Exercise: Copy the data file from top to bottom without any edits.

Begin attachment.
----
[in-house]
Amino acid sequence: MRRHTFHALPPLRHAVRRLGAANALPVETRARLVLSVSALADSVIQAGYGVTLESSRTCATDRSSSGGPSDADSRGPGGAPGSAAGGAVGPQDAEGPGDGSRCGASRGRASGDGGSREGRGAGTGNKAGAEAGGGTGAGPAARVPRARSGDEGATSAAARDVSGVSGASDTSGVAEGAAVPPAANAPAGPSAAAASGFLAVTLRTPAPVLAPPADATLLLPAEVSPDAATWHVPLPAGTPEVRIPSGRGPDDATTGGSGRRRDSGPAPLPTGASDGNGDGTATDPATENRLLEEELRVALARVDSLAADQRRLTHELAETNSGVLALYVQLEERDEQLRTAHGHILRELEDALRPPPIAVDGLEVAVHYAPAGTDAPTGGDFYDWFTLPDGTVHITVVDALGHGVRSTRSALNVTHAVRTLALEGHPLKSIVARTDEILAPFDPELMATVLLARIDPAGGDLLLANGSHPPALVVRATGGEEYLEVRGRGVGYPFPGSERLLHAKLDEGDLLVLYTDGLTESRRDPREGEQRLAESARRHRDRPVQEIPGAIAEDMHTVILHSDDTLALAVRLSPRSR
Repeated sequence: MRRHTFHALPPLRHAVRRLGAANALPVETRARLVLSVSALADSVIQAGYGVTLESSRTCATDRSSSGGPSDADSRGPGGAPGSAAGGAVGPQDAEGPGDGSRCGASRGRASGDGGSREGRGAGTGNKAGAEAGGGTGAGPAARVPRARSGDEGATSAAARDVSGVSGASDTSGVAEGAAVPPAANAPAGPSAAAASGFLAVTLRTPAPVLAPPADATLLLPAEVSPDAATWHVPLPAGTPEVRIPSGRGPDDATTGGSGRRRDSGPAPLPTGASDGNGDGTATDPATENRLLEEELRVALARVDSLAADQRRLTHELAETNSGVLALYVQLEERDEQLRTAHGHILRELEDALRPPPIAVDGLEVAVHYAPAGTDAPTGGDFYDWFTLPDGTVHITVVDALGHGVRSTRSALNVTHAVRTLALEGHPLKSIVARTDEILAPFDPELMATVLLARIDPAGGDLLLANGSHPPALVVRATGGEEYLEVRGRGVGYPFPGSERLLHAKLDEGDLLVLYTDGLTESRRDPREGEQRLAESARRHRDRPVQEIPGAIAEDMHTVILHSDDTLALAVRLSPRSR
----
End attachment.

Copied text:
[in-house]
Amino acid sequence: MRRHTFHALPPLRHAVRRLGAANALPVETRARLVLSVSALADSVIQAGYGVTLESSRTCATDRSSSGGPSDADSRGPGGAPGSAAGGAVGPQDAEGPGDGSRCGASRGRASGDGGSREGRGAGTGNKAGAEAGGGTGAGPAARVPRARSGDEGATSAAARDVSGVSGASDTSGVAEGAAVPPAANAPAGPSAAAASGFLAVTLRTPAPVLAPPADATLLLPAEVSPDAATWHVPLPAGTPEVRIPSGRGPDDATTGGSGRRRDSGPAPLPTGASDGNGDGTATDPATENRLLEEELRVALARVDSLAADQRRLTHELAETNSGVLALYVQLEERDEQLRTAHGHILRELEDALRPPPIAVDGLEVAVHYAPAGTDAPTGGDFYDWFTLPDGTVHITVVDALGHGVRSTRSALNVTHAVRTLALEGHPLKSIVARTDEILAPFDPELMATVLLARIDPAGGDLLLANGSHPPALVVRATGGEEYLEVRGRGVGYPFPGSERLLHAKLDEGDLLVLYTDGLTESRRDPREGEQRLAESARRHRDRPVQEIPGAIAEDMHTVILHSDDTLALAVRLSPRSR
Repeated sequence: MRRHTFHALPPLRHAVRRLGAANALPVETRARLVLSVSALADSVIQAGYGVTLESSRTCATDRSSSGGPSDADSRGPGGAPGSAAGGAVGPQDAEGPGDGSRCGASRGRASGDGGSREGRGAGTGNKAGAEAGGGTGAGPAARVPRARSGDEGATSAAARDVSGVSGASDTSGVAEGAAVPPAANAPAGPSAAAASGFLAVTLRTPAPVLAPPADATLLLPAEVSPDAATWHVPLPAGTPEVRIPSGRGPDDATTGGSGRRRDSGPAPLPTGASDGNGDGTATDPATENRLLEEELRVALARVDSLAADQRRLTHELAETNSGVLALYVQLEERDEQLRTAHGHILRELEDALRPPPIAVDGLEVAVHYAPAGTDAPTGGDFYDWFTLPDGTVHITVVDALGHGVRSTRSALNVTHAVRTLALEGHPLKSIVARTDEILAPFDPELMATVLLARIDPAGGDLLLANGSHPPALVVRATGGEEYLEVRGRGVGYPFPGSERLLHAKLDEGDLLVLYTDGLTESRRDPREGEQRLAESARRHRDRPVQEIPGAIAEDMHTVILHSDDTLALAVRLSPRSR